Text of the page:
Posts filed under “Markets”
Paul Farrell proposes a "Megabubble Poll" — how many of these do you think are bubbles. All, some or none?
Real estate bubble. Clues: Speculators driving prices. Lenders offer cheap money, short-term loans. Home-equity loans fund short-term spending. Fed chairman sees minimal froth.
Energy and oil bubble. Clues: Crude hits another record. Political turmoil in oil-producing nations. Consumers buy gas-guzzlers at record pace. GM, Ford in trouble.
Foreign-trade deficit. Clues: Monthly deficits top $50 billion. This year’s deficit will beat 2004′s $617 billion. Foreigners now own $2.5 trillion of America.
Federal-budget deficit. Clues: Federal debt now $7.8 trillion; add another $400 federal deficit this year.
Corporate pensions underfunded. Clues: Airlines, auto, other manufacturers heavily burdened, default to taxpayers.
Local government pensions deficits. Clues: A near $400 billion mess draining local taxpayer resources.
Weak U.S. dollar. Clues: Fear China and other foreign powers will replace dollar reserves. Warren Buffett now betting $20 billion on foreign-currency hedging.
Social Security deficit. Clues: No choice, cut benefits or raise taxes; politicians hate both, so it’ll get worse.
Health-care costs. Clues: Burden shifting to employees. Costs above inflation. 43 million uninsured.
Medicare deficit. Clues: Going broke faster than Social Security. Prescription drug benefit added an unfunded $8.1 trillion. Long-term estimates over $36.6 trillion.
Personal-savings shortfall. Clues: We consume not save. National savings rate is zero, down from 8% two decades ago. Average household net worth less than $15,000, excluding home equity.
Consumer debt bubble. Clues: We’re living beyond our means. Consumer debt at $2 trillion. At 13%, household interest as a percent of income is at all-time high. Personal bankruptcies rising.
War and defense deficit. Clues: Iraq and Afghanistan wars cost over $200 billion a year, $2 trillion a decade.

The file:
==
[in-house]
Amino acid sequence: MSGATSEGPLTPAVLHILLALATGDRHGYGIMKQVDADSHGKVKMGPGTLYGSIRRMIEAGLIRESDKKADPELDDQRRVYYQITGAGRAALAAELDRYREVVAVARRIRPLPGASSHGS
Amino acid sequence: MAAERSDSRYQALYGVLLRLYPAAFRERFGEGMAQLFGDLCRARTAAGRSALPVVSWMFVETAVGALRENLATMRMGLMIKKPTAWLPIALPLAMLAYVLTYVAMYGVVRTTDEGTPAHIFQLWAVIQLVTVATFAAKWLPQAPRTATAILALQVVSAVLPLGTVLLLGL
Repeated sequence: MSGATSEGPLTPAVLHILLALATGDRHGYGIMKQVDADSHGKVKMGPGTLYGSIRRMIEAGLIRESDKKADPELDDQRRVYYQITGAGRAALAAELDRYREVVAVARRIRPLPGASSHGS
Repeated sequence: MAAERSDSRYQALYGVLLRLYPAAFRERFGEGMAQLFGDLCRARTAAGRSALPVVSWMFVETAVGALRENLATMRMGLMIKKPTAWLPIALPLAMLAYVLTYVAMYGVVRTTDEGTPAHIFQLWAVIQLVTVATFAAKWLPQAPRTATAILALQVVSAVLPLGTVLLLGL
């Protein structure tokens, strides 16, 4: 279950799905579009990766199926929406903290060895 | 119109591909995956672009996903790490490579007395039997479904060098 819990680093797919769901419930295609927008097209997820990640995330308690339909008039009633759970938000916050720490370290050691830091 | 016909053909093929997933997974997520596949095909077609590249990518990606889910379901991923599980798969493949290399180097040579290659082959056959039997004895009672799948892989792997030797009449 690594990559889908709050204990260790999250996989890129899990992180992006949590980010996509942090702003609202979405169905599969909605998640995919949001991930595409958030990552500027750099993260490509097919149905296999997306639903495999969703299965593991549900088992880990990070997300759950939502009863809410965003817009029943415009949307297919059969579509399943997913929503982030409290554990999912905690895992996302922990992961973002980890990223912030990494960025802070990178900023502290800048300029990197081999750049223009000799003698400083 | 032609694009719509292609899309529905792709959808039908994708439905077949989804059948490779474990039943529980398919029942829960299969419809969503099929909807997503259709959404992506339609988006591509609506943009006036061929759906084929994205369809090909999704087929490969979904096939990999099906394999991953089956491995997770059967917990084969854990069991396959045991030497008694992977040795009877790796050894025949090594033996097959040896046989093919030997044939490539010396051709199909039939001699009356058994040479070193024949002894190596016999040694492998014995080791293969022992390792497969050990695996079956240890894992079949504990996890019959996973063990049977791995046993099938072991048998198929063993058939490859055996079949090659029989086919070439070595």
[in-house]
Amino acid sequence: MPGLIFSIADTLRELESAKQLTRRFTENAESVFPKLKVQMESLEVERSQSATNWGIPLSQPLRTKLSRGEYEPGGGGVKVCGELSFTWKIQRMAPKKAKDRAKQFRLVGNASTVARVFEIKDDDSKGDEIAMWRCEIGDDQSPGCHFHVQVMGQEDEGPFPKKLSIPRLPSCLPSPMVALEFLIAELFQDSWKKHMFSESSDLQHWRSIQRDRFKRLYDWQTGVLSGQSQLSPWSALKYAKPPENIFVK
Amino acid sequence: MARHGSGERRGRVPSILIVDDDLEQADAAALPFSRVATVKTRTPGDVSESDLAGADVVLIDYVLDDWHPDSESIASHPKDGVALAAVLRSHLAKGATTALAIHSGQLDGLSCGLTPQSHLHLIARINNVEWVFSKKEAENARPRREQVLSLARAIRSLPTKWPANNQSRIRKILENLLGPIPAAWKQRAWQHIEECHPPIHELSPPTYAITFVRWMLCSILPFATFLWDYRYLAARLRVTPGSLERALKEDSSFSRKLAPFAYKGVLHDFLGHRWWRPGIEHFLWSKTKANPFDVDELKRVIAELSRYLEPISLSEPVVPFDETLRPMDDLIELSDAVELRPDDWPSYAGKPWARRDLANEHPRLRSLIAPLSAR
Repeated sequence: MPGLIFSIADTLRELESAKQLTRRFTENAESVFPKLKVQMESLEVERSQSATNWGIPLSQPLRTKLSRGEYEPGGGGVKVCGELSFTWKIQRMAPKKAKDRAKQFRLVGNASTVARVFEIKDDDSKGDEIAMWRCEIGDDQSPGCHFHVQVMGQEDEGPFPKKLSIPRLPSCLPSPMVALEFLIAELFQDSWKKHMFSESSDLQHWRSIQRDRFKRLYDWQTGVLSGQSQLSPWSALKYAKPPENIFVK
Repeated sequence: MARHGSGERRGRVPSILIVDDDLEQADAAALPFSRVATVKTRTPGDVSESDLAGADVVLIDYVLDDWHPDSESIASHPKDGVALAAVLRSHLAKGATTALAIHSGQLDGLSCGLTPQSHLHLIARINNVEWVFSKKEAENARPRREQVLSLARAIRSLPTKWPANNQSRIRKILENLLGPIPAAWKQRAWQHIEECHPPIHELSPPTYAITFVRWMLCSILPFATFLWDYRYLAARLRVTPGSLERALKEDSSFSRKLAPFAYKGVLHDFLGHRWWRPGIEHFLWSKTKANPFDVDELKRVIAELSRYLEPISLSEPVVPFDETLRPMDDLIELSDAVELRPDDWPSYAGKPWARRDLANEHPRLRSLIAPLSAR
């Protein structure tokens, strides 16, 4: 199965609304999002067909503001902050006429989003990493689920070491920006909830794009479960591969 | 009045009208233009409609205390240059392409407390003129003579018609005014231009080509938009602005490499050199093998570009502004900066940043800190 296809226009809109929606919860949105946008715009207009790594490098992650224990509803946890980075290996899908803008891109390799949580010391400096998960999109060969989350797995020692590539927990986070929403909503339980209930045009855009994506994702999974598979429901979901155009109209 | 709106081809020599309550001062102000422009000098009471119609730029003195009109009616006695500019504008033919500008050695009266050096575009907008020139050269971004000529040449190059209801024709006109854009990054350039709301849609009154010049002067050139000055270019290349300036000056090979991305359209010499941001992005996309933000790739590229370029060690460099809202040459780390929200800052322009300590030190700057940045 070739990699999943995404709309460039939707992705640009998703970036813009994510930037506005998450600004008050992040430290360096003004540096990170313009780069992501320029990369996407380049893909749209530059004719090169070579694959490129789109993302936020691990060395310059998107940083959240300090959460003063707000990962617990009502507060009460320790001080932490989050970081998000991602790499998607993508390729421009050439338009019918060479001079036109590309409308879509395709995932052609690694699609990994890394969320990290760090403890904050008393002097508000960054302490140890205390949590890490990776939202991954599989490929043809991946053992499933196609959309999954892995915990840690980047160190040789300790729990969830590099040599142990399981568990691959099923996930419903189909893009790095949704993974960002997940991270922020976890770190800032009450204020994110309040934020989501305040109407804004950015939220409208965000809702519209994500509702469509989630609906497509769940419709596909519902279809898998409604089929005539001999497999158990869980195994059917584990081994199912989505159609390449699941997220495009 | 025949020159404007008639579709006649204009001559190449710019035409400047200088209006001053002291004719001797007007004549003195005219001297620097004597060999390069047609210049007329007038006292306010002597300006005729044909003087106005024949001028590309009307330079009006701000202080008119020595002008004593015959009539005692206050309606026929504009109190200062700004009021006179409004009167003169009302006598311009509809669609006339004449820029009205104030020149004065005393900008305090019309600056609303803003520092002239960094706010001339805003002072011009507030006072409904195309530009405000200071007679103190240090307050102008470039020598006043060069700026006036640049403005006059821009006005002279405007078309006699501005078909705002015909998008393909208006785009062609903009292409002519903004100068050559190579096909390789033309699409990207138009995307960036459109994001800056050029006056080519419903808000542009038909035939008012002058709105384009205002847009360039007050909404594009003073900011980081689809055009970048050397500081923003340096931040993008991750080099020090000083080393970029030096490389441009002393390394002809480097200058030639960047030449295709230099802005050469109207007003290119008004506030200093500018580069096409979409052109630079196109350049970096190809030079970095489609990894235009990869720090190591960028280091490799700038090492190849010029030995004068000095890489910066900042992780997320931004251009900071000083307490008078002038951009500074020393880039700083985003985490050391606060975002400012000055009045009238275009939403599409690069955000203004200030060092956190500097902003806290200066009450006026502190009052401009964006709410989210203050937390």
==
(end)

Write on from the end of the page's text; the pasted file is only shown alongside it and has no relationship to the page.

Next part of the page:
Homeland insecurity. Clues: Minimal legislation to protect ports and chemical plants. Federal budget even cut border patrol 90%. Vigilantes patrolling.
Class gap widening. Clues: Superrich and CEOs getting increasing share of wealth, ownership and tax cuts.
Congressional pork. Clues: Both parties act like teenage addicts on a spending spree with stolen credit cards. By not using the veto, the administration acts like a parent who needs Nanny 911.
International credibility. Clues: Image problems: Post-9/11 imperialism, WMDs, Abu Ghraib, Gitmo and more.
Junk mailings. Clues: Mail solicitations increasing for credit cards and hot stock newsletters.
New "Mad Money" cable show. Clues: Frantic, manic entertainment; 1990s irrational exuberance again.
Numerous key mini-bubbles. Environmental, resources, technology, educational, outsourcing, jobs, you pick!
Now total up your scores on these individual bubbles. If your total is 50 points or more, you see a megabubble dead ahead. Prepare accordingly. If you’re close to 100 points, consider a very conservative strategy.
The Global megabubble? You decide
By Paul B. Farrell
MarketWatch, June 26, 2005 6:43 PM ET
Don’t be fooled by the title to this piece: "Tracking the Elephants" could just have easily been named "The non Technicians Guide to Technical Analysis (in two parts)." The idea was to reveal to fundamentalists a few of the more significant ways they can use charts to improve their results.
Here’s the ubiquitous excerpt:
"Here’s an interesting question: If you could look at one and only one source before buying your next stock, which would you choose: a fundamental analyst’s report (with no charts in it), or the chart of your choosing? While I like having access to both, I cannot ever imagine buying something without first looking at the chart.
And so we wade into the ongoing battle between technical and fundamental analysts. Frankly, it’s one of the sillier debates in investing. But I’ve heard so many bad arguments and misleading theories about technical analysis that I decided to weigh in."
Before we wade too deeply into the controversy, ask yourself: "Why do I need to choose?" Why wouldn’t you use any tool that can be shown to have value? You wouldn’t build a house using only a hammer, but no drills or saws. Why limit yourself away from a tool that can assist you as an investor?
In the column, I used a chart of Ford — but it could have been just about any company , from JDSU to Lucent to World Con or Enron.
click for larger graph
Prior columns can be found here.
To keep the column a modest length, a discussion about Janus Funds
selling of AOL Time Warner was edited out. For your reading
pleasure, that section is here.